Based on kernel version 4.16.1. Page generated on 2018-04-09 11:53 EST.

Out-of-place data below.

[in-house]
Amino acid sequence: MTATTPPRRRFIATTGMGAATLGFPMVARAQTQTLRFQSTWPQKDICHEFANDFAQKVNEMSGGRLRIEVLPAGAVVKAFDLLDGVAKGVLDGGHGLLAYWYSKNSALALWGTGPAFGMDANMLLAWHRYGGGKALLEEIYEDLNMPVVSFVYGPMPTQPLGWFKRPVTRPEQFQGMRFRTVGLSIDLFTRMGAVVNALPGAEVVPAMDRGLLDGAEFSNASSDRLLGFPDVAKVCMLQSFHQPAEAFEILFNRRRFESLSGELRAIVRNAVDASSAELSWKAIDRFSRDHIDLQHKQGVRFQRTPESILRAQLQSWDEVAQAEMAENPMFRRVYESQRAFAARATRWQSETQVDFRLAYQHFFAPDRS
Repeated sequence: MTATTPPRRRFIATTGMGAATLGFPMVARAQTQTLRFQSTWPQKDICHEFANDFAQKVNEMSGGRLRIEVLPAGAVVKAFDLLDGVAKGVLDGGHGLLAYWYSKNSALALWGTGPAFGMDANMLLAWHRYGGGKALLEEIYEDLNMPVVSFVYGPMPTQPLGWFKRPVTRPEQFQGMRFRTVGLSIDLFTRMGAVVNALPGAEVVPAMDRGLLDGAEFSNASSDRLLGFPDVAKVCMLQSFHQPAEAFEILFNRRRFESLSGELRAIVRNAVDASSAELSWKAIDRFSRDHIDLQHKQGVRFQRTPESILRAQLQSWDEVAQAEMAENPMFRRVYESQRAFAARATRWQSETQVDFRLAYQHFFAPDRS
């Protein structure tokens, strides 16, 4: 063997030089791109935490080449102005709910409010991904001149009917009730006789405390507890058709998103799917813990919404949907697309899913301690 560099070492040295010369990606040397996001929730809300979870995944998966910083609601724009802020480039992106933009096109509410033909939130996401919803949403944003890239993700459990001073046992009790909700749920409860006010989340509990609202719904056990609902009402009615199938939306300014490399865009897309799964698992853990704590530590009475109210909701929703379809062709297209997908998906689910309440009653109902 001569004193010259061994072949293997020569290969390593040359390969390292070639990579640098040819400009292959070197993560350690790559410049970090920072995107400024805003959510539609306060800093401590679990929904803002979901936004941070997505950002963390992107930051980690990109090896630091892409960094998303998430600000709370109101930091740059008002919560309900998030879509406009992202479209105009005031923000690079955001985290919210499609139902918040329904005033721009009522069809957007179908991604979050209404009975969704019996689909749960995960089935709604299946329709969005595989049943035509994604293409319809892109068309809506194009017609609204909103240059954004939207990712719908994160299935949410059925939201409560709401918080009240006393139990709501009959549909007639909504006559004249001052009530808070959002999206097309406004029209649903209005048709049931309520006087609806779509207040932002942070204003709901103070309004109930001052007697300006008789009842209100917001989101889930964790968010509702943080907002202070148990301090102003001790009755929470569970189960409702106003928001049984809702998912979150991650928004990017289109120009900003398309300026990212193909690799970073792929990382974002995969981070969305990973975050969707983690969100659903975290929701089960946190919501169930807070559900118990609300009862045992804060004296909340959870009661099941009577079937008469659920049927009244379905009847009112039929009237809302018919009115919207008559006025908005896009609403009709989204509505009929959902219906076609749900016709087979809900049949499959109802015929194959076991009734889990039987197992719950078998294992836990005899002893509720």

1 Documentation for /proc/sys/vm/* kernel version 2.6.29 2 (c) 1998, 1999, Rik van Riel <firstname.lastname@example.org> 3 (c) 2008 Peter W. Morreale <email@example.com> 4 5 For general info and legal blurb, please look in README. 6 7 ============================================================== 8 9 This file contains the documentation for the sysctl files in 10 /proc/sys/vm and is valid for Linux kernel version 2.6.29. 11 12 The files in this directory can be used to tune the operation 13 of the virtual memory (VM) subsystem of the Linux kernel and 14 the writeout of dirty data to disk. 15 16 Default values and initialization routines for most of these 17 files can be found in mm/swap.c. 18 19 Currently, these files are in /proc/sys/vm: 20 21 - admin_reserve_kbytes 22 - block_dump 23 - compact_memory 24 - compact_unevictable_allowed 25 - dirty_background_bytes 26 - dirty_background_ratio 27 - dirty_bytes 28 - dirty_expire_centisecs 29 - dirty_ratio 30 - dirty_writeback_centisecs 31 - drop_caches 32 - extfrag_threshold 33 - hugetlb_shm_group 34 - laptop_mode 35 - legacy_va_layout 36 - lowmem_reserve_ratio 37 - max_map_count 38 - memory_failure_early_kill 39 - memory_failure_recovery 40 - min_free_kbytes 41 - min_slab_ratio 42 - min_unmapped_ratio 43 - mmap_min_addr 44 - mmap_rnd_bits 45 - mmap_rnd_compat_bits 46 - nr_hugepages 47 - nr_overcommit_hugepages 48 - nr_trim_pages (only if CONFIG_MMU=n) 49 - numa_zonelist_order 50 - oom_dump_tasks 51 - oom_kill_allocating_task 52 - overcommit_kbytes 53 - overcommit_memory 54 - overcommit_ratio 55 - page-cluster 56 - panic_on_oom 57 - percpu_pagelist_fraction 58 - stat_interval 59 - stat_refresh 60 - numa_stat 61 - swappiness 62 - user_reserve_kbytes 63 - vfs_cache_pressure 64 - watermark_scale_factor 65 - zone_reclaim_mode 66 67 ============================================================== 68 69 admin_reserve_kbytes 70 71 The amount of free memory in the system that should be reserved for users 72 with the capability cap_sys_admin. 73 74 admin_reserve_kbytes defaults to min(3% of free pages, 8MB) 75 76 That should provide enough for the admin to log in and kill a process, 77 if necessary, under the default overcommit 'guess' mode. 78 79 Systems running under overcommit 'never' should increase this to account 80 for the full Virtual Memory Size of programs used to recover. Otherwise, 81 root may not be able to log in to recover the system. 82 83 How do you calculate a minimum useful reserve? 84 85 sshd or login + bash (or some other shell) + top (or ps, kill, etc.) 86 87 For overcommit 'guess', we can sum resident set sizes (RSS). 88 On x86_64 this is about 8MB. 89 90 For overcommit 'never', we can take the max of their virtual sizes (VSZ) 91 and add the sum of their RSS. 92 On x86_64 this is about 128MB. 93 94 Changing this takes effect whenever an application requests memory. 95 96 ============================================================== 97 98 block_dump 99 100 block_dump enables block I/O debugging when set to a nonzero value. More 101 information on block I/O debugging is in Documentation/laptops/laptop-mode.txt. 102 103 ============================================================== 104 105 compact_memory 106 107 Available only when CONFIG_COMPACTION is set. When 1 is written to the file, 108 all zones are compacted such that free memory is available in contiguous 109 blocks where possible. This can be important for example in the allocation of 110 huge pages although processes will also directly compact memory as required. 111 112 ============================================================== 113 114 compact_unevictable_allowed 115 116 Available only when CONFIG_COMPACTION is set. When set to 1, compaction is 117 allowed to examine the unevictable lru (mlocked pages) for pages to compact. 118 This should be used on systems where stalls for minor page faults are an 119 acceptable trade for large contiguous free memory. Set to 0 to prevent 120 compaction from moving pages that are unevictable. Default value is 1. 121 122 ============================================================== 123 124 dirty_background_bytes 125 126 Contains the amount of dirty memory at which the background kernel 127 flusher threads will start writeback. 128 129 Note: dirty_background_bytes is the counterpart of dirty_background_ratio. Only 130 one of them may be specified at a time. When one sysctl is written it is 131 immediately taken into account to evaluate the dirty memory limits and the 132 other appears as 0 when read. 133 134 ============================================================== 135 136 dirty_background_ratio 137 138 Contains, as a percentage of total available memory that contains free pages 139 and reclaimable pages, the number of pages at which the background kernel 140 flusher threads will start writing out dirty data. 141 142 The total available memory is not equal to total system memory. 143 144 ============================================================== 145 146 dirty_bytes 147 148 Contains the amount of dirty memory at which a process generating disk writes 149 will itself start writeback. 150 151 Note: dirty_bytes is the counterpart of dirty_ratio. Only one of them may be 152 specified at a time. When one sysctl is written it is immediately taken into 153 account to evaluate the dirty memory limits and the other appears as 0 when 154 read. 155 156 Note: the minimum value allowed for dirty_bytes is two pages (in bytes); any 157 value lower than this limit will be ignored and the old configuration will be 158 retained. 159 160 ============================================================== 161 162 dirty_expire_centisecs 163 164 This tunable is used to define when dirty data is old enough to be eligible 165 for writeout by the kernel flusher threads. It is expressed in 100'ths 166 of a second. Data which has been dirty in-memory for longer than this 167 interval will be written out next time a flusher thread wakes up. 168 169 ============================================================== 170 171 dirty_ratio 172 173 Contains, as a percentage of total available memory that contains free pages 174 and reclaimable pages, the number of pages at which a process which is 175 generating disk writes will itself start writing out dirty data. 176 177 The total available memory is not equal to total system memory. 178 179 ============================================================== 180 181 dirty_writeback_centisecs 182 183 The kernel flusher threads will periodically wake up and write `old' data 184 out to disk. This tunable expresses the interval between those wakeups, in 185 100'ths of a second. 186 187 Setting this to zero disables periodic writeback altogether. 188 189 ============================================================== 190 191 drop_caches 192 193 Writing to this will cause the kernel to drop clean caches, as well as 194 reclaimable slab objects like dentries and inodes. Once dropped, their 195 memory becomes free. 196 197 To free pagecache: 198 echo 1 > /proc/sys/vm/drop_caches 199 To free reclaimable slab objects (includes dentries and inodes): 200 echo 2 > /proc/sys/vm/drop_caches 201 To free slab objects and pagecache: 202 echo 3 > /proc/sys/vm/drop_caches 203 204 This is a non-destructive operation and will not free any dirty objects. 205 To increase the number of objects freed by this operation, the user may run 206 `sync' prior to writing to /proc/sys/vm/drop_caches. This will minimize the 207 number of dirty objects on the system and create more candidates to be 208 dropped. 209 210 This file is not a means to control the growth of the various kernel caches 211 (inodes, dentries, pagecache, etc...) These objects are automatically 212 reclaimed by the kernel when memory is needed elsewhere on the system. 213 214 Use of this file can cause performance problems. Since it discards cached 215 objects, it may cost a significant amount of I/O and CPU to recreate the 216 dropped objects, especially if they were under heavy use. Because of this, 217 use outside of a testing or debugging environment is not recommended. 218 219 You may see informational messages in your kernel log when this file is 220 used: 221 222 cat (1234): drop_caches: 3 223 224 These are informational only. They do not mean that anything is wrong 225 with your system. To disable them, echo 4 (bit 3) into drop_caches. 226 227 ============================================================== 228 229 extfrag_threshold 230 231 This parameter affects whether the kernel will compact memory or direct 232 reclaim to satisfy a high-order allocation. The extfrag/extfrag_index file in 233 debugfs shows what the fragmentation index for each order is in each zone in 234 the system. Values tending towards 0 imply allocations would fail due to lack 235 of memory, values towards 1000 imply failures are due to fragmentation and -1 236 implies that the allocation will succeed as long as watermarks are met. 237 238 The kernel will not compact memory in a zone if the 239 fragmentation index is <= extfrag_threshold. The default value is 500. 240 241 ============================================================== 242 243 highmem_is_dirtyable 244 245 Available only for systems with CONFIG_HIGHMEM enabled (32b systems). 246 247 This parameter controls whether the high memory is considered for dirty 248 writers throttling. This is not the case by default which means that 249 only the amount of memory directly visible/usable by the kernel can 250 be dirtied. As a result, on systems with a large amount of memory and 251 lowmem basically depleted writers might be throttled too early and 252 streaming writes can get very slow. 253 254 Changing the value to non zero would allow more memory to be dirtied 255 and thus allow writers to write more data which can be flushed to the 256 storage more effectively. Note this also comes with a risk of pre-mature 257 OOM killer because some writers (e.g. direct block device writes) can 258 only use the low memory and they can fill it up with dirty data without 259 any throttling. 260 261 ============================================================== 262 263 hugetlb_shm_group 264 265 hugetlb_shm_group contains group id that is allowed to create SysV 266 shared memory segment using hugetlb page. 267 268 ============================================================== 269 270 laptop_mode 271 272 laptop_mode is a knob that controls "laptop mode". All the things that are 273 controlled by this knob are discussed in Documentation/laptops/laptop-mode.txt. 274 275 ============================================================== 276 277 legacy_va_layout 278 279 If non-zero, this sysctl disables the new 32-bit mmap layout - the kernel 280 will use the legacy (2.4) layout for all processes. 281 282 ============================================================== 283 284 lowmem_reserve_ratio 285 286 For some specialised workloads on highmem machines it is dangerous for 287 the kernel to allow process memory to be allocated from the "lowmem" 288 zone. This is because that memory could then be pinned via the mlock() 289 system call, or by unavailability of swapspace. 290 291 And on large highmem machines this lack of reclaimable lowmem memory 292 can be fatal. 293 294 So the Linux page allocator has a mechanism which prevents allocations 295 which _could_ use highmem from using too much lowmem. This means that 296 a certain amount of lowmem is defended from the possibility of being 297 captured into pinned user memory. 298 299 (The same argument applies to the old 16 megabyte ISA DMA region. This 300 mechanism will also defend that region from allocations which could use 301 highmem or lowmem). 302 303 The `lowmem_reserve_ratio' tunable determines how aggressive the kernel is 304 in defending these lower zones. 305 306 If you have a machine which uses highmem or ISA DMA and your 307 applications are using mlock(), or if you are running with no swap then 308 you probably should change the lowmem_reserve_ratio setting. 309 310 The lowmem_reserve_ratio is an array. You can see them by reading this file. 311 - 312 % cat /proc/sys/vm/lowmem_reserve_ratio 313 256 256 32 314 - 315 Note: # of this elements is one fewer than number of zones. Because the highest 316 zone's value is not necessary for following calculation. 317 318 But, these values are not used directly. The kernel calculates # of protection 319 pages for each zones from them. These are shown as array of protection pages 320 in /proc/zoneinfo like followings. (This is an example of x86-64 box). 321 Each zone has an array of protection pages like this. 322 323 - 324 Node 0, zone DMA 325 pages free 1355 326 min 3 327 low 3 328 high 4 329 : 330 : 331 numa_other 0 332 protection: (0, 2004, 2004, 2004) 333 ^^^^^^^^^^^^^^^^^^^^^^^^^^^^^^^^^ 334 pagesets 335 cpu: 0 pcp: 0 336 : 337 - 338 These protections are added to score to judge whether this zone should be used 339 for page allocation or should be reclaimed. 340 341 In this example, if normal pages (index=2) are required to this DMA zone and 342 watermark[WMARK_HIGH] is used for watermark, the kernel judges this zone should 343 not be used because pages_free(1355) is smaller than watermark + protection 344 (4 + 2004 = 2008). If this protection value is 0, this zone would be used for 345 normal page requirement. If requirement is DMA zone(index=0), protection 346 (=0) is used. 347 348 zone[i]'s protection[j] is calculated by following expression. 349 350 (i < j): 351 zone[i]->protection[j] 352 = (total sums of managed_pages from zone[i+1] to zone[j] on the node) 353 / lowmem_reserve_ratio[i]; 354 (i = j): 355 (should not be protected. = 0; 356 (i > j): 357 (not necessary, but looks 0) 358 359 The default values of lowmem_reserve_ratio[i] are 360 256 (if zone[i] means DMA or DMA32 zone) 361 32 (others). 362 As above expression, they are reciprocal number of ratio. 363 256 means 1/256. # of protection pages becomes about "0.39%" of total managed 364 pages of higher zones on the node. 365 366 If you would like to protect more pages, smaller values are effective. 367 The minimum value is 1 (1/1 -> 100%). 368 369 ============================================================== 370 371 max_map_count: 372 373 This file contains the maximum number of memory map areas a process 374 may have. Memory map areas are used as a side-effect of calling 375 malloc, directly by mmap, mprotect, and madvise, and also when loading 376 shared libraries. 377 378 While most applications need less than a thousand maps, certain 379 programs, particularly malloc debuggers, may consume lots of them, 380 e.g., up to one or two maps per allocation. 381 382 The default value is 65536. 383 384 ============================================================= 385 386 memory_failure_early_kill: 387 388 Control how to kill processes when uncorrected memory error (typically 389 a 2bit error in a memory module) is detected in the background by hardware 390 that cannot be handled by the kernel. In some cases (like the page 391 still having a valid copy on disk) the kernel will handle the failure 392 transparently without affecting any applications. But if there is 393 no other uptodate copy of the data it will kill to prevent any data 394 corruptions from propagating. 395 396 1: Kill all processes that have the corrupted and not reloadable page mapped 397 as soon as the corruption is detected. Note this is not supported 398 for a few types of pages, like kernel internally allocated data or 399 the swap cache, but works for the majority of user pages. 400 401 0: Only unmap the corrupted page from all processes and only kill a process 402 who tries to access it. 403 404 The kill is done using a catchable SIGBUS with BUS_MCEERR_AO, so processes can 405 handle this if they want to. 406 407 This is only active on architectures/platforms with advanced machine 408 check handling and depends on the hardware capabilities. 409 410 Applications can override this setting individually with the PR_MCE_KILL prctl 411 412 ============================================================== 413 414 memory_failure_recovery 415 416 Enable memory failure recovery (when supported by the platform) 417 418 1: Attempt recovery. 419 420 0: Always panic on a memory failure. 421 422 ============================================================== 423 424 min_free_kbytes: 425 426 This is used to force the Linux VM to keep a minimum number 427 of kilobytes free. The VM uses this number to compute a 428 watermark[WMARK_MIN] value for each lowmem zone in the system. 429 Each lowmem zone gets a number of reserved free pages based 430 proportionally on its size. 431 432 Some minimal amount of memory is needed to satisfy PF_MEMALLOC 433 allocations; if you set this to lower than 1024KB, your system will 434 become subtly broken, and prone to deadlock under high loads. 435 436 Setting this too high will OOM your machine instantly. 437 438 ============================================================= 439 440 min_slab_ratio: 441 442 This is available only on NUMA kernels. 443 444 A percentage of the total pages in each zone. On Zone reclaim 445 (fallback from the local zone occurs) slabs will be reclaimed if more 446 than this percentage of pages in a zone are reclaimable slab pages. 447 This insures that the slab growth stays under control even in NUMA 448 systems that rarely perform global reclaim. 449 450 The default is 5 percent. 451 452 Note that slab reclaim is triggered in a per zone / node fashion. 453 The process of reclaiming slab memory is currently not node specific 454 and may not be fast. 455 456 ============================================================= 457 458 min_unmapped_ratio: 459 460 This is available only on NUMA kernels. 461 462 This is a percentage of the total pages in each zone. Zone reclaim will 463 only occur if more than this percentage of pages are in a state that 464 zone_reclaim_mode allows to be reclaimed. 465 466 If zone_reclaim_mode has the value 4 OR'd, then the percentage is compared 467 against all file-backed unmapped pages including swapcache pages and tmpfs 468 files. Otherwise, only unmapped pages backed by normal files but not tmpfs 469 files and similar are considered. 470 471 The default is 1 percent. 472 473 ============================================================== 474 475 mmap_min_addr 476 477 This file indicates the amount of address space which a user process will 478 be restricted from mmapping. Since kernel null dereference bugs could 479 accidentally operate based on the information in the first couple of pages 480 of memory userspace processes should not be allowed to write to them. By 481 default this value is set to 0 and no protections will be enforced by the 482 security module. Setting this value to something like 64k will allow the 483 vast majority of applications to work correctly and provide defense in depth 484 against future potential kernel bugs. 485 486 ============================================================== 487 488 mmap_rnd_bits: 489 490 This value can be used to select the number of bits to use to 491 determine the random offset to the base address of vma regions 492 resulting from mmap allocations on architectures which support 493 tuning address space randomization. This value will be bounded 494 by the architecture's minimum and maximum supported values. 495 496 This value can be changed after boot using the 497 /proc/sys/vm/mmap_rnd_bits tunable 498 499 ============================================================== 500 501 mmap_rnd_compat_bits: 502 503 This value can be used to select the number of bits to use to 504 determine the random offset to the base address of vma regions 505 resulting from mmap allocations for applications run in 506 compatibility mode on architectures which support tuning address 507 space randomization. This value will be bounded by the 508 architecture's minimum and maximum supported values. 509 510 This value can be changed after boot using the 511 /proc/sys/vm/mmap_rnd_compat_bits tunable 512 513 ============================================================== 514 515 nr_hugepages 516 517 Change the minimum size of the hugepage pool. 518 519 See Documentation/vm/hugetlbpage.txt 520 521 ============================================================== 522 523 nr_overcommit_hugepages 524 525 Change the maximum size of the hugepage pool. The maximum is 526 nr_hugepages + nr_overcommit_hugepages. 527 528 See Documentation/vm/hugetlbpage.txt 529 530 ============================================================== 531 532 nr_trim_pages 533 534 This is available only on NOMMU kernels. 535 536 This value adjusts the excess page trimming behaviour of power-of-2 aligned 537 NOMMU mmap allocations. 538 539 A value of 0 disables trimming of allocations entirely, while a value of 1 540 trims excess pages aggressively. Any value >= 1 acts as the watermark where 541 trimming of allocations is initiated. 542 543 The default value is 1. 544 545 See Documentation/nommu-mmap.txt for more information. 546 547 ============================================================== 548 549 numa_zonelist_order 550 551 This sysctl is only for NUMA and it is deprecated. Anything but 552 Node order will fail! 553 554 'where the memory is allocated from' is controlled by zonelists. 555 (This documentation ignores ZONE_HIGHMEM/ZONE_DMA32 for simple explanation. 556 you may be able to read ZONE_DMA as ZONE_DMA32...) 557 558 In non-NUMA case, a zonelist for GFP_KERNEL is ordered as following. 559 ZONE_NORMAL -> ZONE_DMA 560 This means that a memory allocation request for GFP_KERNEL will 561 get memory from ZONE_DMA only when ZONE_NORMAL is not available. 562 563 In NUMA case, you can think of following 2 types of order. 564 Assume 2 node NUMA and below is zonelist of Node(0)'s GFP_KERNEL 565 566 (A) Node(0) ZONE_NORMAL -> Node(0) ZONE_DMA -> Node(1) ZONE_NORMAL 567 (B) Node(0) ZONE_NORMAL -> Node(1) ZONE_NORMAL -> Node(0) ZONE_DMA. 568 569 Type(A) offers the best locality for processes on Node(0), but ZONE_DMA 570 will be used before ZONE_NORMAL exhaustion. This increases possibility of 571 out-of-memory(OOM) of ZONE_DMA because ZONE_DMA is tend to be small. 572 573 Type(B) cannot offer the best locality but is more robust against OOM of 574 the DMA zone. 575 576 Type(A) is called as "Node" order. Type (B) is "Zone" order. 577 578 "Node order" orders the zonelists by node, then by zone within each node. 579 Specify "[Nn]ode" for node order 580 581 "Zone Order" orders the zonelists by zone type, then by node within each 582 zone. Specify "[Zz]one" for zone order. 583 584 Specify "[Dd]efault" to request automatic configuration. 585 586 On 32-bit, the Normal zone needs to be preserved for allocations accessible 587 by the kernel, so "zone" order will be selected. 588 589 On 64-bit, devices that require DMA32/DMA are relatively rare, so "node" 590 order will be selected. 591 592 Default order is recommended unless this is causing problems for your 593 system/application. 594 595 ============================================================== 596 597 oom_dump_tasks 598 599 Enables a system-wide task dump (excluding kernel threads) to be produced 600 when the kernel performs an OOM-killing and includes such information as 601 pid, uid, tgid, vm size, rss, pgtables_bytes, swapents, oom_score_adj 602 score, and name. This is helpful to determine why the OOM killer was 603 invoked, to identify the rogue task that caused it, and to determine why 604 the OOM killer chose the task it did to kill. 605 606 If this is set to zero, this information is suppressed. On very 607 large systems with thousands of tasks it may not be feasible to dump 608 the memory state information for each one. Such systems should not 609 be forced to incur a performance penalty in OOM conditions when the 610 information may not be desired. 611 612 If this is set to non-zero, this information is shown whenever the 613 OOM killer actually kills a memory-hogging task. 614 615 The default value is 1 (enabled). 616 617 ============================================================== 618 619 oom_kill_allocating_task 620 621 This enables or disables killing the OOM-triggering task in 622 out-of-memory situations. 623 624 If this is set to zero, the OOM killer will scan through the entire 625 tasklist and select a task based on heuristics to kill. This normally 626 selects a rogue memory-hogging task that frees up a large amount of 627 memory when killed. 628 629 If this is set to non-zero, the OOM killer simply kills the task that 630 triggered the out-of-memory condition. This avoids the expensive 631 tasklist scan. 632 633 If panic_on_oom is selected, it takes precedence over whatever value 634 is used in oom_kill_allocating_task. 635 636 The default value is 0. 637 638 ============================================================== 639 640 overcommit_kbytes: 641 642 When overcommit_memory is set to 2, the committed address space is not 643 permitted to exceed swap plus this amount of physical RAM. See below. 644 645 Note: overcommit_kbytes is the counterpart of overcommit_ratio. Only one 646 of them may be specified at a time. Setting one disables the other (which 647 then appears as 0 when read). 648 649 ============================================================== 650 651 overcommit_memory: 652 653 This value contains a flag that enables memory overcommitment. 654 655 When this flag is 0, the kernel attempts to estimate the amount 656 of free memory left when userspace requests more memory. 657 658 When this flag is 1, the kernel pretends there is always enough 659 memory until it actually runs out. 660 661 When this flag is 2, the kernel uses a "never overcommit" 662 policy that attempts to prevent any overcommit of memory. 663 Note that user_reserve_kbytes affects this policy. 664 665 This feature can be very useful because there are a lot of 666 programs that malloc() huge amounts of memory "just-in-case" 667 and don't use much of it. 668 669 The default value is 0. 670 671 See Documentation/vm/overcommit-accounting and 672 mm/mmap.c::__vm_enough_memory() for more information. 673 674 ============================================================== 675 676 overcommit_ratio: 677 678 When overcommit_memory is set to 2, the committed address 679 space is not permitted to exceed swap plus this percentage 680 of physical RAM. See above. 681 682 ============================================================== 683 684 page-cluster 685 686 page-cluster controls the number of pages up to which consecutive pages 687 are read in from swap in a single attempt. This is the swap counterpart 688 to page cache readahead. 689 The mentioned consecutivity is not in terms of virtual/physical addresses, 690 but consecutive on swap space - that means they were swapped out together. 691 692 It is a logarithmic value - setting it to zero means "1 page", setting 693 it to 1 means "2 pages", setting it to 2 means "4 pages", etc. 694 Zero disables swap readahead completely. 695 696 The default value is three (eight pages at a time). There may be some 697 small benefits in tuning this to a different value if your workload is 698 swap-intensive. 699 700 Lower values mean lower latencies for initial faults, but at the same time 701 extra faults and I/O delays for following faults if they would have been part of 702 that consecutive pages readahead would have brought in. 703 704 ============================================================= 705 706 panic_on_oom 707 708 This enables or disables panic on out-of-memory feature. 709 710 If this is set to 0, the kernel will kill some rogue process, 711 called oom_killer. Usually, oom_killer can kill rogue processes and 712 system will survive. 713 714 If this is set to 1, the kernel panics when out-of-memory happens. 715 However, if a process limits using nodes by mempolicy/cpusets, 716 and those nodes become memory exhaustion status, one process 717 may be killed by oom-killer. No panic occurs in this case. 718 Because other nodes' memory may be free. This means system total status 719 may be not fatal yet. 720 721 If this is set to 2, the kernel panics compulsorily even on the 722 above-mentioned. Even oom happens under memory cgroup, the whole 723 system panics. 724 725 The default value is 0. 726 1 and 2 are for failover of clustering. Please select either 727 according to your policy of failover. 728 panic_on_oom=2+kdump gives you very strong tool to investigate 729 why oom happens. You can get snapshot. 730 731 ============================================================= 732 733 percpu_pagelist_fraction 734 735 This is the fraction of pages at most (high mark pcp->high) in each zone that 736 are allocated for each per cpu page list. The min value for this is 8. It 737 means that we don't allow more than 1/8th of pages in each zone to be 738 allocated in any single per_cpu_pagelist. This entry only changes the value 739 of hot per cpu pagelists. User can specify a number like 100 to allocate 740 1/100th of each zone to each per cpu page list. 741 742 The batch value of each per cpu pagelist is also updated as a result. It is 743 set to pcp->high/4. The upper limit of batch is (PAGE_SHIFT * 8) 744 745 The initial value is zero. Kernel does not use this value at boot time to set 746 the high water marks for each per cpu page list. If the user writes '0' to this 747 sysctl, it will revert to this default behavior. 748 749 ============================================================== 750 751 stat_interval 752 753 The time interval between which vm statistics are updated. The default 754 is 1 second. 755 756 ============================================================== 757 758 stat_refresh 759 760 Any read or write (by root only) flushes all the per-cpu vm statistics 761 into their global totals, for more accurate reports when testing 762 e.g. cat /proc/sys/vm/stat_refresh /proc/meminfo 763 764 As a side-effect, it also checks for negative totals (elsewhere reported 765 as 0) and "fails" with EINVAL if any are found, with a warning in dmesg. 766 (At time of writing, a few stats are known sometimes to be found negative, 767 with no ill effects: errors and warnings on these stats are suppressed.) 768 769 ============================================================== 770 771 numa_stat 772 773 This interface allows runtime configuration of numa statistics. 774 775 When page allocation performance becomes a bottleneck and you can tolerate 776 some possible tool breakage and decreased numa counter precision, you can 777 do: 778 echo 0 > /proc/sys/vm/numa_stat 779 780 When page allocation performance is not a bottleneck and you want all 781 tooling to work, you can do: 782 echo 1 > /proc/sys/vm/numa_stat 783 784 ============================================================== 785 786 swappiness 787 788 This control is used to define how aggressive the kernel will swap 789 memory pages. Higher values will increase aggressiveness, lower values 790 decrease the amount of swap. A value of 0 instructs the kernel not to 791 initiate swap until the amount of free and file-backed pages is less 792 than the high water mark in a zone. 793 794 The default value is 60. 795 796 ============================================================== 797 798 - user_reserve_kbytes 799 800 When overcommit_memory is set to 2, "never overcommit" mode, reserve 801 min(3% of current process size, user_reserve_kbytes) of free memory. 802 This is intended to prevent a user from starting a single memory hogging 803 process, such that they cannot recover (kill the hog). 804 805 user_reserve_kbytes defaults to min(3% of the current process size, 128MB). 806 807 If this is reduced to zero, then the user will be allowed to allocate 808 all free memory with a single process, minus admin_reserve_kbytes. 809 Any subsequent attempts to execute a command will result in 810 "fork: Cannot allocate memory". 811 812 Changing this takes effect whenever an application requests memory. 813 814 ============================================================== 815 816 vfs_cache_pressure 817 ------------------ 818 819 This percentage value controls the tendency of the kernel to reclaim 820 the memory which is used for caching of directory and inode objects. 821 822 At the default value of vfs_cache_pressure=100 the kernel will attempt to 823 reclaim dentries and inodes at a "fair" rate with respect to pagecache and 824 swapcache reclaim. Decreasing vfs_cache_pressure causes the kernel to prefer 825 to retain dentry and inode caches. When vfs_cache_pressure=0, the kernel will 826 never reclaim dentries and inodes due to memory pressure and this can easily 827 lead to out-of-memory conditions. Increasing vfs_cache_pressure beyond 100 828 causes the kernel to prefer to reclaim dentries and inodes. 829 830 Increasing vfs_cache_pressure significantly beyond 100 may have negative 831 performance impact. Reclaim code needs to take various locks to find freeable 832 directory and inode objects. With vfs_cache_pressure=1000, it will look for 833 ten times more freeable objects than there are. 834 835 ============================================================= 836 837 watermark_scale_factor: 838 839 This factor controls the aggressiveness of kswapd. It defines the 840 amount of memory left in a node/system before kswapd is woken up and 841 how much memory needs to be free before kswapd goes back to sleep. 842 843 The unit is in fractions of 10,000. The default value of 10 means the 844 distances between watermarks are 0.1% of the available memory in the 845 node/system. The maximum value is 1000, or 10% of memory. 846 847 A high rate of threads entering direct reclaim (allocstall) or kswapd 848 going to sleep prematurely (kswapd_low_wmark_hit_quickly) can indicate 849 that the number of free pages kswapd maintains for latency reasons is 850 too small for the allocation bursts occurring in the system. This knob 851 can then be used to tune kswapd aggressiveness accordingly. 852 853 ============================================================== 854 855 zone_reclaim_mode: 856 857 Zone_reclaim_mode allows someone to set more or less aggressive approaches to 858 reclaim memory when a zone runs out of memory. If it is set to zero then no 859 zone reclaim occurs. Allocations will be satisfied from other zones / nodes 860 in the system. 861 862 This is value ORed together of 863 864 1 = Zone reclaim on 865 2 = Zone reclaim writes dirty pages out 866 4 = Zone reclaim swaps pages 867 868 zone_reclaim_mode is disabled by default. For file servers or workloads 869 that benefit from having their data cached, zone_reclaim_mode should be 870 left disabled as the caching effect is likely to be more important than 871 data locality. 872 873 zone_reclaim may be enabled if it's known that the workload is partitioned 874 such that each partition fits within a NUMA node and that accessing remote 875 memory would cause a measurable performance reduction. The page allocator 876 will then reclaim easily reusable pages (those page cache pages that are 877 currently not used) before allocating off node pages. 878 879 Allowing zone reclaim to write out pages stops processes that are 880 writing large amounts of data from dirtying pages on other nodes. Zone 881 reclaim will write out dirty pages if a zone fills up and so effectively 882 throttle the process. This may decrease the performance of a single process 883 since it cannot use all of system memory to buffer the outgoing writes 884 anymore but it preserve the memory on other nodes so that the performance 885 of other processes running on other nodes will not be affected. 886 887 Allowing regular swap effectively restricts allocations to the local 888 node unless explicitly overridden by memory policies or cpuset 889 configurations. 890 891 ============ End of Document =================================